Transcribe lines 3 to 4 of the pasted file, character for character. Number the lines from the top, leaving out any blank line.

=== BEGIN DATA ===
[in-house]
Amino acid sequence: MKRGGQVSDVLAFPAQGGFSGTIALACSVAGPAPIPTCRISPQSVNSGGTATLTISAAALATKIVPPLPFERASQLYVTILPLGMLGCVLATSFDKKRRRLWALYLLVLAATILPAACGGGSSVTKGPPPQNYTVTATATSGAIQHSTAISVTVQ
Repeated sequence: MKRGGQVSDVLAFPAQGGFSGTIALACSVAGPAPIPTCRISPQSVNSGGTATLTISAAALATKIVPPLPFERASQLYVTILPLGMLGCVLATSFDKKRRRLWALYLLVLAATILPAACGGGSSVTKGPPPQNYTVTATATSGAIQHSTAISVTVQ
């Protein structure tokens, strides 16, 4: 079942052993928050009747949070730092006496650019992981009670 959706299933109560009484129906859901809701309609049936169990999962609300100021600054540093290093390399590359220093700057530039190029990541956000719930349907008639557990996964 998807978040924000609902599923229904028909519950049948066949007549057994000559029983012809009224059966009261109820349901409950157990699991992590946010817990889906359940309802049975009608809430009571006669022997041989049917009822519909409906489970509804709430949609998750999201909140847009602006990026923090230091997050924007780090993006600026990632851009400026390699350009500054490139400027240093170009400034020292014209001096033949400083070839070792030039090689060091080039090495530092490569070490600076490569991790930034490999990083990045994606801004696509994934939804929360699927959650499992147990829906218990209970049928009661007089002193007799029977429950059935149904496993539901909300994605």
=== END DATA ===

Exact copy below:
Repeated sequence: MKRGGQVSDVLAFPAQGGFSGTIALACSVAGPAPIPTCRISPQSVNSGGTATLTISAAALATKIVPPLPFERASQLYVTILPLGMLGCVLATSFDKKRRRLWALYLLVLAATILPAACGGGSSVTKGPPPQNYTVTATATSGAIQHSTAISVTVQ
């Protein structure tokens, strides 16, 4: 079942052993928050009747949070730092006496650019992981009670 959706299933109560009484129906859901809701309609049936169990999962609300100021600054540093290093390399590359220093700057530039190029990541956000719930349907008639557990996964 998807978040924000609902599923229904028909519950049948066949007549057994000559029983012809009224059966009261109820349901409950157990699991992590946010817990889906359940309802049975009608809430009571006669022997041989049917009822519909409906489970509804709430949609998750999201909140847009602006990026923090230091997050924007780090993006600026990632851009400026390699350009500054490139400027240093170009400034020292014209001096033949400083070839070792030039090689060091080039090495530092490569070490600076490569991790930034490999990083990045994606801004696509994934939804929360699927959650499992147990829906218990209970049928009661007089002193007799029977429950059935149904496993539901909300994605």